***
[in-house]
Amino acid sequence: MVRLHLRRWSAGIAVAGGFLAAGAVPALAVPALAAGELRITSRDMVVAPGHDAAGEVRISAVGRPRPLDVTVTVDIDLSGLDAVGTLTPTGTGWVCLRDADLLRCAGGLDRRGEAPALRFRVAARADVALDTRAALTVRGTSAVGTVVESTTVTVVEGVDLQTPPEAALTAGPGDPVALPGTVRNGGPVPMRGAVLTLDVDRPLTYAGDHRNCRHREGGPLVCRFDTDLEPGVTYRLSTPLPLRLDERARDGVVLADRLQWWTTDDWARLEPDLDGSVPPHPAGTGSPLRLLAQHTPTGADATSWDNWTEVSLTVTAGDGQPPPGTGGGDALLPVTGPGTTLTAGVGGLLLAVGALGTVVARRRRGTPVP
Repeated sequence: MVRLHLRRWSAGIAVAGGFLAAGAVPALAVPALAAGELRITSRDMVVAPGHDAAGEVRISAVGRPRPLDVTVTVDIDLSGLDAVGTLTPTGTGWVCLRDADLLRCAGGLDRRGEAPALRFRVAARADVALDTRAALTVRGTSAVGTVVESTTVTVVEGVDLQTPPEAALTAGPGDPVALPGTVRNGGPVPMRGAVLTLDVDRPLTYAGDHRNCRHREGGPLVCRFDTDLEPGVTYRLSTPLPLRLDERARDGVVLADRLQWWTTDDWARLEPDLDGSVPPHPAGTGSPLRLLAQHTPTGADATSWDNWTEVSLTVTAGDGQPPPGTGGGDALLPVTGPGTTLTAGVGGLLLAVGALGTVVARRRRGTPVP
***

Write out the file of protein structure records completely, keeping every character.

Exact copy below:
[in-house]
Amino acid sequence: MVRLHLRRWSAGIAVAGGFLAAGAVPALAVPALAAGELRITSRDMVVAPGHDAAGEVRISAVGRPRPLDVTVTVDIDLSGLDAVGTLTPTGTGWVCLRDADLLRCAGGLDRRGEAPALRFRVAARADVALDTRAALTVRGTSAVGTVVESTTVTVVEGVDLQTPPEAALTAGPGDPVALPGTVRNGGPVPMRGAVLTLDVDRPLTYAGDHRNCRHREGGPLVCRFDTDLEPGVTYRLSTPLPLRLDERARDGVVLADRLQWWTTDDWARLEPDLDGSVPPHPAGTGSPLRLLAQHTPTGADATSWDNWTEVSLTVTAGDGQPPPGTGGGDALLPVTGPGTTLTAGVGGLLLAVGALGTVVARRRRGTPVP
Repeated sequence: MVRLHLRRWSAGIAVAGGFLAAGAVPALAVPALAAGELRITSRDMVVAPGHDAAGEVRISAVGRPRPLDVTVTVDIDLSGLDAVGTLTPTGTGWVCLRDADLLRCAGGLDRRGEAPALRFRVAARADVALDTRAALTVRGTSAVGTVVESTTVTVVEGVDLQTPPEAALTAGPGDPVALPGTVRNGGPVPMRGAVLTLDVDRPLTYAGDHRNCRHREGGPLVCRFDTDLEPGVTYRLSTPLPLRLDERARDGVVLADRLQWWTTDDWARLEPDLDGSVPPHPAGTGSPLRLLAQHTPTGADATSWDNWTEVSLTVTAGDGQPPPGTGGGDALLPVTGPGTTLTAGVGGLLLAVGALGTVVARRRRGTPVP